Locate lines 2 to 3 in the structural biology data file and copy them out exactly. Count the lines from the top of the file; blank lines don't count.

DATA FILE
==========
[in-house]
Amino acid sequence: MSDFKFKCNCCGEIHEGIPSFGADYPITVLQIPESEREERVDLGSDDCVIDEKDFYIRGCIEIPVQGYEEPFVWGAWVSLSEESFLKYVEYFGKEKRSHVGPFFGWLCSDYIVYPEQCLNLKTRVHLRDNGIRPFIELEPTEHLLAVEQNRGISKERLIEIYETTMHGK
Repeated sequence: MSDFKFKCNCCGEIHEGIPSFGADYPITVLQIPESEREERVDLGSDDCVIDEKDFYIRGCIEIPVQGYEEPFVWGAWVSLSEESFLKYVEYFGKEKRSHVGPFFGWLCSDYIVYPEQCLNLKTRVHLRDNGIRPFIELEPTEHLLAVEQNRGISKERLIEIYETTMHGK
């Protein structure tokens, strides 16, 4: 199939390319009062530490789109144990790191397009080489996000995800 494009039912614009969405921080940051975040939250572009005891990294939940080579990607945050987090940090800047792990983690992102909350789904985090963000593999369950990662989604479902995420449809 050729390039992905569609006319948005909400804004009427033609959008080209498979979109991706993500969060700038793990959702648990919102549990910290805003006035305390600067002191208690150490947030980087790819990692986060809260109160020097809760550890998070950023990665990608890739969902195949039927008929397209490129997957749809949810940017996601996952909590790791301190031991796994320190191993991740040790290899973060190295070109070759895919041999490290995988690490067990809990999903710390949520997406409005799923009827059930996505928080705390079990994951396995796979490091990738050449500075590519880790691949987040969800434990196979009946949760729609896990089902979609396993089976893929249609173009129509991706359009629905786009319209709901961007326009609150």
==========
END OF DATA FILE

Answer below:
Amino acid sequence: MSDFKFKCNCCGEIHEGIPSFGADYPITVLQIPESEREERVDLGSDDCVIDEKDFYIRGCIEIPVQGYEEPFVWGAWVSLSEESFLKYVEYFGKEKRSHVGPFFGWLCSDYIVYPEQCLNLKTRVHLRDNGIRPFIELEPTEHLLAVEQNRGISKERLIEIYETTMHGK
Repeated sequence: MSDFKFKCNCCGEIHEGIPSFGADYPITVLQIPESEREERVDLGSDDCVIDEKDFYIRGCIEIPVQGYEEPFVWGAWVSLSEESFLKYVEYFGKEKRSHVGPFFGWLCSDYIVYPEQCLNLKTRVHLRDNGIRPFIELEPTEHLLAVEQNRGISKERLIEIYETTMHGK